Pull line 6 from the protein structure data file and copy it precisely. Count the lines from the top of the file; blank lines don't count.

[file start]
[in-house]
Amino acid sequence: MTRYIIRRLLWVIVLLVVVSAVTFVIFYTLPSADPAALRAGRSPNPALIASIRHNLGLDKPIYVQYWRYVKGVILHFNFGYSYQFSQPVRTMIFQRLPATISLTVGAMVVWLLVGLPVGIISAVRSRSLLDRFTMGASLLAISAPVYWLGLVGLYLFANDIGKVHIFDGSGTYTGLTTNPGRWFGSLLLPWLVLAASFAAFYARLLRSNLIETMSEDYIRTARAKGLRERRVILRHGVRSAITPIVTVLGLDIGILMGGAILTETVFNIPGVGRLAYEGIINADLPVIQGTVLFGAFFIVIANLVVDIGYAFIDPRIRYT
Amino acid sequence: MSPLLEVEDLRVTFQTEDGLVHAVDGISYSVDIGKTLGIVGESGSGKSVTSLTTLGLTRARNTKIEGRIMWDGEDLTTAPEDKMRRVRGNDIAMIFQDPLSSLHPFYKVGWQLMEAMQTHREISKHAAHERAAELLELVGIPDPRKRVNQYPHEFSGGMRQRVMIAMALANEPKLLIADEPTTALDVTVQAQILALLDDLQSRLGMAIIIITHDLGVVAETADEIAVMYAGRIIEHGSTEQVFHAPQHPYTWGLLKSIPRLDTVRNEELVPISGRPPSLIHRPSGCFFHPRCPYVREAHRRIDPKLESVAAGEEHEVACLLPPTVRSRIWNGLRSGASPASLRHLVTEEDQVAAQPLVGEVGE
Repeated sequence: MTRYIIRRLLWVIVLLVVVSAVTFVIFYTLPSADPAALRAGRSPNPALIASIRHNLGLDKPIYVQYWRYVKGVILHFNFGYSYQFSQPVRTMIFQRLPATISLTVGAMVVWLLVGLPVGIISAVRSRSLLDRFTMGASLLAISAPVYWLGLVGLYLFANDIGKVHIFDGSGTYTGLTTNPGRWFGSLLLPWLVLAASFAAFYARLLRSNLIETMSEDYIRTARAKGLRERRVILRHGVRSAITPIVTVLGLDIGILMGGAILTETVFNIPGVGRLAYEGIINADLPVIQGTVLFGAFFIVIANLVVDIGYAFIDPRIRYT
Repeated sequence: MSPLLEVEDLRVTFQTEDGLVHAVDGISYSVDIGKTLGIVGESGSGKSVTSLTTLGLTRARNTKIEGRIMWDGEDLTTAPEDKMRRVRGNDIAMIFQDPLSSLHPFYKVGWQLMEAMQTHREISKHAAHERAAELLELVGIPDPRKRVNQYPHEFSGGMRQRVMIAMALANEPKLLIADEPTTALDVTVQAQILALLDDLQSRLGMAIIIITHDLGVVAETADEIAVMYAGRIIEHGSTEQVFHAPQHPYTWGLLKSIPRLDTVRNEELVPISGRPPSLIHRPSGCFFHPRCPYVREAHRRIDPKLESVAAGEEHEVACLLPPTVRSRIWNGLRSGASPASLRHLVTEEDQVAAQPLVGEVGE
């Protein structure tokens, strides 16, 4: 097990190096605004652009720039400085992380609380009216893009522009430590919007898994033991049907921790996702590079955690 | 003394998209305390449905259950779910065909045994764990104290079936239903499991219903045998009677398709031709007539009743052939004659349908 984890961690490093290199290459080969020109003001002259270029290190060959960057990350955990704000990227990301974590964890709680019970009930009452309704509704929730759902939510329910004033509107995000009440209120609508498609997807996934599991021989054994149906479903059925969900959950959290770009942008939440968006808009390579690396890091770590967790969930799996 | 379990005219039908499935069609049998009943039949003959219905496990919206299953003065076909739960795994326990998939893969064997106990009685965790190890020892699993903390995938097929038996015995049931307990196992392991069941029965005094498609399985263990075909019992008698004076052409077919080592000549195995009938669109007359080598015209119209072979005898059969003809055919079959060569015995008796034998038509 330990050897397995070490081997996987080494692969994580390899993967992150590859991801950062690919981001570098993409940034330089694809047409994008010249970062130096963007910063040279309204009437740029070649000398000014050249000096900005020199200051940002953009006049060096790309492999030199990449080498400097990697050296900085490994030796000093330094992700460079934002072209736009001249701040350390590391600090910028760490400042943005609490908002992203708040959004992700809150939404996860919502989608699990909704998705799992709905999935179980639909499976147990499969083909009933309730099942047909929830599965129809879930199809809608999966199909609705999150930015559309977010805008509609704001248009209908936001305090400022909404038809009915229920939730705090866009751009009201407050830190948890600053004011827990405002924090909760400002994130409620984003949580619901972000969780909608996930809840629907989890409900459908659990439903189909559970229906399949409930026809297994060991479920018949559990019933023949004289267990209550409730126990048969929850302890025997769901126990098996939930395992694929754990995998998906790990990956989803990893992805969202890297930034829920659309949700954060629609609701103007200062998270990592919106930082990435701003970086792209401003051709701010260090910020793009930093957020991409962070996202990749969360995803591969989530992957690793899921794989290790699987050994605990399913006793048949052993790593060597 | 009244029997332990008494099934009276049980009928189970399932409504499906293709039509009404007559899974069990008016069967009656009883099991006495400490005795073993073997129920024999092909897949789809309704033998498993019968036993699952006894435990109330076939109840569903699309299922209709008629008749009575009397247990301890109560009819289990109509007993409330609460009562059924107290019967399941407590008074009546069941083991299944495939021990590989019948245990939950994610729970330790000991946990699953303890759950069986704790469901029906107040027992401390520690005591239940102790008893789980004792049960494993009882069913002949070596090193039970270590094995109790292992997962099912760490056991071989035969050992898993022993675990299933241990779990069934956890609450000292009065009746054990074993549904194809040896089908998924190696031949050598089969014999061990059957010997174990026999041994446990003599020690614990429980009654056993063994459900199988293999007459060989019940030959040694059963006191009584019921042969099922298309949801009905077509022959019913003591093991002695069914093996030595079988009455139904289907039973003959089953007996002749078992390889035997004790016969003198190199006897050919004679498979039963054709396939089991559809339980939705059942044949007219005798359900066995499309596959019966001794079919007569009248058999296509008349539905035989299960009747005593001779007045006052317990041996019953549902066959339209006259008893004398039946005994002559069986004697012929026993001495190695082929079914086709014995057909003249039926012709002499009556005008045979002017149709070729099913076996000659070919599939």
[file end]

């Protein structure tokens, strides 16, 4: 097990190096605004652009720039400085992380609380009216893009522009430590919007898994033991049907921790996702590079955690 | 003394998209305390449905259950779910065909045994764990104290079936239903499991219903045998009677398709031709007539009743052939004659349908 984890961690490093290199290459080969020109003001002259270029290190060959960057990350955990704000990227990301974590964890709680019970009930009452309704509704929730759902939510329910004033509107995000009440209120609508498609997807996934599991021989054994149906479903059925969900959950959290770009942008939440968006808009390579690396890091770590967790969930799996 | 379990005219039908499935069609049998009943039949003959219905496990919206299953003065076909739960795994326990998939893969064997106990009685965790190890020892699993903390995938097929038996015995049931307990196992392991069941029965005094498609399985263990075909019992008698004076052409077919080592000549195995009938669109007359080598015209119209072979005898059969003809055919079959060569015995008796034998038509 330990050897397995070490081997996987080494692969994580390899993967992150590859991801950062690919981001570098993409940034330089694809047409994008010249970062130096963007910063040279309204009437740029070649000398000014050249000096900005020199200051940002953009006049060096790309492999030199990449080498400097990697050296900085490994030796000093330094992700460079934002072209736009001249701040350390590391600090910028760490400042943005609490908002992203708040959004992700809150939404996860919502989608699990909704998705799992709905999935179980639909499976147990499969083909009933309730099942047909929830599965129809879930199809809608999966199909609705999150930015559309977010805008509609704001248009209908936001305090400022909404038809009915229920939730705090866009751009009201407050830190948890600053004011827990405002924090909760400002994130409620984003949580619901972000969780909608996930809840629907989890409900459908659990439903189909559970229906399949409930026809297994060991479920018949559990019933023949004289267990209550409730126990048969929850302890025997769901126990098996939930395992694929754990995998998906790990990956989803990893992805969202890297930034829920659309949700954060629609609701103007200062998270990592919106930082990435701003970086792209401003051709701010260090910020793009930093957020991409962070996202990749969360995803591969989530992957690793899921794989290790699987050994605990399913006793048949052993790593060597 | 009244029997332990008494099934009276049980009928189970399932409504499906293709039509009404007559899974069990008016069967009656009883099991006495400490005795073993073997129920024999092909897949789809309704033998498993019968036993699952006894435990109330076939109840569903699309299922209709008629008749009575009397247990301890109560009819289990109509007993409330609460009562059924107290019967399941407590008074009546069941083991299944495939021990590989019948245990939950994610729970330790000991946990699953303890759950069986704790469901029906107040027992401390520690005591239940102790008893789980004792049960494993009882069913002949070596090193039970270590094995109790292992997962099912760490056991071989035969050992898993022993675990299933241990779990069934956890609450000292009065009746054990074993549904194809040896089908998924190696031949050598089969014999061990059957010997174990026999041994446990003599020690614990429980009654056993063994459900199988293999007459060989019940030959040694059963006191009584019921042969099922298309949801009905077509022959019913003591093991002695069914093996030595079988009455139904289907039973003959089953007996002749078992390889035997004790016969003198190199006897050919004679498979039963054709396939089991559809339980939705059942044949007219005798359900066995499309596959019966001794079919007569009248058999296509008349539905035989299960009747005593001779007045006052317990041996019953549902066959339209006259008893004398039946005994002559069986004697012929026993001495190695082929079914086709014995057909003249039926012709002499009556005008045979002017149709070729099913076996000659070919599939």